The fish tried running hard down the river. I made a beeline, running across the tailout to maintain pressure downstream. Trout will generally pull away from the pressure, so by pulling downstream, I encouraged the fish to pull back up into the home pool. With that potential crisis averted, I settled down to fighting the fish. Finally, after what seemed an eternity, the fish slid into the shallows and I grabbed its tail.


My buddy John came down the bank and graciously took some pictures for me. He also took a bit more video including of the release. I can't wait to see the final video. It is the first time I've had something filmed like that. The chance to relive that moment will be a lot of fun. In the meantime, I'm already considering how and when I can return to Deep Creek. I don't know what future trips there hold, but it will probably be something good. Oh yeah, I did make it home in time for lunch, albeit just a little late. It was worth running a little late though...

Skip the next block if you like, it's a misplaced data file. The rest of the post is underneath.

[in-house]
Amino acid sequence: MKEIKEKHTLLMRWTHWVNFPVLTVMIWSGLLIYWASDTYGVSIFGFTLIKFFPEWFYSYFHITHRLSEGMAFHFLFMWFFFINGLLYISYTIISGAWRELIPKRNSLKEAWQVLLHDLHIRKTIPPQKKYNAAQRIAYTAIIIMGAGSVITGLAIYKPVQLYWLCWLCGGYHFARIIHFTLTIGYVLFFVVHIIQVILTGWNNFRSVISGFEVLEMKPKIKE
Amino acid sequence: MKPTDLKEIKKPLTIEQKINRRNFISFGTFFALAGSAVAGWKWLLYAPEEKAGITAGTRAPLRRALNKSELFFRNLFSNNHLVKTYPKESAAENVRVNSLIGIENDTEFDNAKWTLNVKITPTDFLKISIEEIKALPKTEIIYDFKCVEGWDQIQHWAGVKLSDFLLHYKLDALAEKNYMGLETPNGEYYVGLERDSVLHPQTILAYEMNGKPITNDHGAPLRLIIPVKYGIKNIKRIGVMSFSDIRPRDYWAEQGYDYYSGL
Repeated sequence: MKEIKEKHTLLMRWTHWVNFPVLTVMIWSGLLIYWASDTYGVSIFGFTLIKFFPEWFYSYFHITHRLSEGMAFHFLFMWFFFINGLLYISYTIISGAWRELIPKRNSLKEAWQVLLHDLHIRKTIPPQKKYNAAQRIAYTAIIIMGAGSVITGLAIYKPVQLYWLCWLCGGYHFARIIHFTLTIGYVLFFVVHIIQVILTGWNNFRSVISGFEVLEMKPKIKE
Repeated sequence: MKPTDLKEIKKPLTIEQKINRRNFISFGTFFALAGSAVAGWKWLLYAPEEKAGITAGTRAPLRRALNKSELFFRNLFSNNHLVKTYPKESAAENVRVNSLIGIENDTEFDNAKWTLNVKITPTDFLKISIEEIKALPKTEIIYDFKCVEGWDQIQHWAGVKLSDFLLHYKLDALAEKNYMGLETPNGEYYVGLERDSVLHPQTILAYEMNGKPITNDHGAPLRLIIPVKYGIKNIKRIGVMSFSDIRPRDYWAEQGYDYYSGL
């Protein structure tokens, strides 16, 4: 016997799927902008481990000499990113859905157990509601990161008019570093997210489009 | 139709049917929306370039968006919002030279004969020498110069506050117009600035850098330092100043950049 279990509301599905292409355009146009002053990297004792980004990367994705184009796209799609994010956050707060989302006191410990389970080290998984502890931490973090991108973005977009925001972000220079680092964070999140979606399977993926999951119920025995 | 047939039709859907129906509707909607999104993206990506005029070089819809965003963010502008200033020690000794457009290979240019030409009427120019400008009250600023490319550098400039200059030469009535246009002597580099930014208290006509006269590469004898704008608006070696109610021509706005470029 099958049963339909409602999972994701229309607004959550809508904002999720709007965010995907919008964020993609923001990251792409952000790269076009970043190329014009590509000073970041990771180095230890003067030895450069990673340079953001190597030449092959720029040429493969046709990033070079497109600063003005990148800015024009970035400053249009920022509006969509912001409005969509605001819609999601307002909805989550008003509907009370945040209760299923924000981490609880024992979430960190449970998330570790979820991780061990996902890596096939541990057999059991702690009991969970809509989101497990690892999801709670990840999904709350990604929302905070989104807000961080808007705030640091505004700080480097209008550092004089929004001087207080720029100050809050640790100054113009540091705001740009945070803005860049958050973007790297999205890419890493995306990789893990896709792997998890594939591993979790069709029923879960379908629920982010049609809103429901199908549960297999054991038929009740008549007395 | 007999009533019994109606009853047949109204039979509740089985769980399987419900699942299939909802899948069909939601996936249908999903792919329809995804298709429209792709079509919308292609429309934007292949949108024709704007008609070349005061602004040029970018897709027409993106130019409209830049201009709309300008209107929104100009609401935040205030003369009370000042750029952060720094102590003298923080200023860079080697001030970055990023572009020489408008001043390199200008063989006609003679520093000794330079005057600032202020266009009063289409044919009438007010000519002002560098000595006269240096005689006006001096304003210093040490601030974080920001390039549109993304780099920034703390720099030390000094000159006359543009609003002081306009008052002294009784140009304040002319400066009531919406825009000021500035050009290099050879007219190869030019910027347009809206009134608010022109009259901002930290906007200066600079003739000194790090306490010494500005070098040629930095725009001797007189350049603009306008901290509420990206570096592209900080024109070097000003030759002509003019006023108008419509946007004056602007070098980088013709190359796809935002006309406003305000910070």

Update: Find the video HERE.

Sunday, April 28, 2019

Fly Fishing The Bend Around Bumgardner Ridge on Deep Creek

The Bend. Bumgardner Ridge. The stuff of legend. This is remote Smoky Mountain fishing at its finest. Inaccessible water that rarely gets fished, this is just what everyone is looking for. It also happens to be some of the toughest water I have ever fished, and it is about as remote as you can get. Our day started a bit earlier than the previous day. We would need to walk about three miles back down the trail before reaching our entry point for the day's fishing. Breakfast was quickly cooked and eaten, lunches were stowed in our day packs, and we hit the trail.